Flowers and chocolates have their place, but such trappings of love can't sustain a relationship. For that, you've got to put in the hard work. But when? One of the great things about Valentine's Day and anniversaries is that they spur us to set aside thoughtful couple time. The rest of the year, too many distractions interfere. Most of us who are married, working and have kids don't have the time to care for ourselves, much less our marriage. Everything — including exhaustion — seems to get in the way of spending quality time with our partners.
Still, the benefits of "couple time" are immense. A study conducted by researchers at the National Marriage Project found that couples who have "date nights" at least once a week are more committed to their relationships and sexually satisfied, they have better communication with their partners and are less likely to divorce than couples who had less frequent date nights.
Of course, once you carve out time, you then have to decide what to do and where to do it. Here again, the National Marriage Project gives a decent piece of advice: Do something new. Doing the same thing that you always do on your dates may not be enough to reap the benefits of a date. Instead, doing something that is out of the ordinary (though not necessarily extraordinary) is essential to breaking down the boring sameness of our typical routine. Play miniature golf, go for a walk in the park, ballroom dance, or visit a museum. As long as it breaks the typical routine, is fun and active, and is something that both you and your partner enjoy, you may reap the full benefits of your date. After all, what else can help us to remember the start of our relationships than the thoughtful planning of time with our partners?
Speaking as a father to three and an academic who is still in the formative stages of his career, doing something thoughtful and new with my wife one night a week, every week, is a laudable, but unreasonable, goal. Maybe one day, when the kids are old enough to watch themselves, my wife and I will escape from the house together on a regular basis, though I somehow doubt it. But I think I have found another way to communicate to my wife what she means to me and to remind her that I do not take her for granted. I have started to write her love letters.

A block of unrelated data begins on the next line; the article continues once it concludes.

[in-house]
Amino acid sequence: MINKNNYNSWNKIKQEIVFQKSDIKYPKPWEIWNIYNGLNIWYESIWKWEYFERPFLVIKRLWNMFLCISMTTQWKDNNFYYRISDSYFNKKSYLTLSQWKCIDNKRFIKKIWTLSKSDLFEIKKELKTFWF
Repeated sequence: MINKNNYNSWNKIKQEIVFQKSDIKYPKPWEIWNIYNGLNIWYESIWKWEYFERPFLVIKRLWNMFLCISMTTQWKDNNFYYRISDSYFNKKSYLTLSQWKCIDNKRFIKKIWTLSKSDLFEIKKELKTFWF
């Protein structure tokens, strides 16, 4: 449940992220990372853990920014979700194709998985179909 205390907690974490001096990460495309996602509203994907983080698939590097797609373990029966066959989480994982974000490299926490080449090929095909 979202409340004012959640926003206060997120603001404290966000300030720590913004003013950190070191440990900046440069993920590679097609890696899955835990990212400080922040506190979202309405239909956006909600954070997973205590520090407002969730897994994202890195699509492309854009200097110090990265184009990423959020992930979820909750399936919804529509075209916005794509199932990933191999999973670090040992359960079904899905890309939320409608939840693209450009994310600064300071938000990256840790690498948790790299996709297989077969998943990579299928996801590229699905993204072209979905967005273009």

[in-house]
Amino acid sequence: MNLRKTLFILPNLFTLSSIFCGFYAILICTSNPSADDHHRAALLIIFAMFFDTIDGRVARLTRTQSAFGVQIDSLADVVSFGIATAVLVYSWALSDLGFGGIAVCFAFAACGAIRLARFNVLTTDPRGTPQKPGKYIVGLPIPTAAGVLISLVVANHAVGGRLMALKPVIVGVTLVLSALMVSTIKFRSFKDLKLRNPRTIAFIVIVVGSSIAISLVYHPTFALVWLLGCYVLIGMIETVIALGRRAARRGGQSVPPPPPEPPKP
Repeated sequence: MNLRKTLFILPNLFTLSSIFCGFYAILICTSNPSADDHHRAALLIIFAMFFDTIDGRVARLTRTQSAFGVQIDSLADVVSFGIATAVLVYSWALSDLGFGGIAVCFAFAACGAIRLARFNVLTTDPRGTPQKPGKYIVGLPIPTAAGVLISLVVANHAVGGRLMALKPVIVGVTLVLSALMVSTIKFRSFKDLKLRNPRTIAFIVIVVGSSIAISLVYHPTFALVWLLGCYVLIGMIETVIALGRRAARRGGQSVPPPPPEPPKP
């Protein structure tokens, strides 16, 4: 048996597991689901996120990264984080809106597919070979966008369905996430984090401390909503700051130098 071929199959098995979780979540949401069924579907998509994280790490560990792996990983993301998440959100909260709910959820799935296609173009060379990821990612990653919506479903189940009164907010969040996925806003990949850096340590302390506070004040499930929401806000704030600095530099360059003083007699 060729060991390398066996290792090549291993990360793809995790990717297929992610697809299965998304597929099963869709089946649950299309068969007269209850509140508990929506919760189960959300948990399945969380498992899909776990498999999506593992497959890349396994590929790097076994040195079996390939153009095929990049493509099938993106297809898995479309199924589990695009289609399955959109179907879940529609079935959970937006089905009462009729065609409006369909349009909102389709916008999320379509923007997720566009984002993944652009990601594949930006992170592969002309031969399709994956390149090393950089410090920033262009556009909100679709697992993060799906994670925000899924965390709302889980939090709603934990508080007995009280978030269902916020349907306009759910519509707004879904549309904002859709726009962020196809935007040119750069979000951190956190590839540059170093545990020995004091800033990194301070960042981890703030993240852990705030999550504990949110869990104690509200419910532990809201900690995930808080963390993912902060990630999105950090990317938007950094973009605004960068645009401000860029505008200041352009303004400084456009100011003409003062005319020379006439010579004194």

Writing love letters is a dying art. Very few of my students write love letters or receive them with any level of regularity, they tell me. They instead text message or Facebook their lovers brief notes and receive nearly instantaneous replies. They communicate in the form of a written conversation — not the thoughtful, organized, reflective manner that good love letters have. My research team and I have just begun to look at the benefits of reading love letters, but one of my students, Ashley Sauerwein, has done a study that suggests that the benefits of writing love letters is remarkable.
Ashley found that after writing a love letter, people felt more committed to their romantic partner, more satisfied with their romantic relationship and were in a more positive mood. Something about reflecting thoughtfully on our relationships and communicating our feelings to our lover, makes us feel better about our relationships. Much like the mechanisms that make date nights work, love letters help us to communicate openly and privately about our feelings and break up the monotony of our hurried "I love yous" shouted as we rush out the door.
And the best part is you can work on them whenever you have a few minutes to spare — and look back on them for years to come, long after the memories of date nights and special occasions have faded.
D. Ryan Schurtz is an assistant professor in the psychology department of Stevenson University. His email is firstname.lastname@example.org.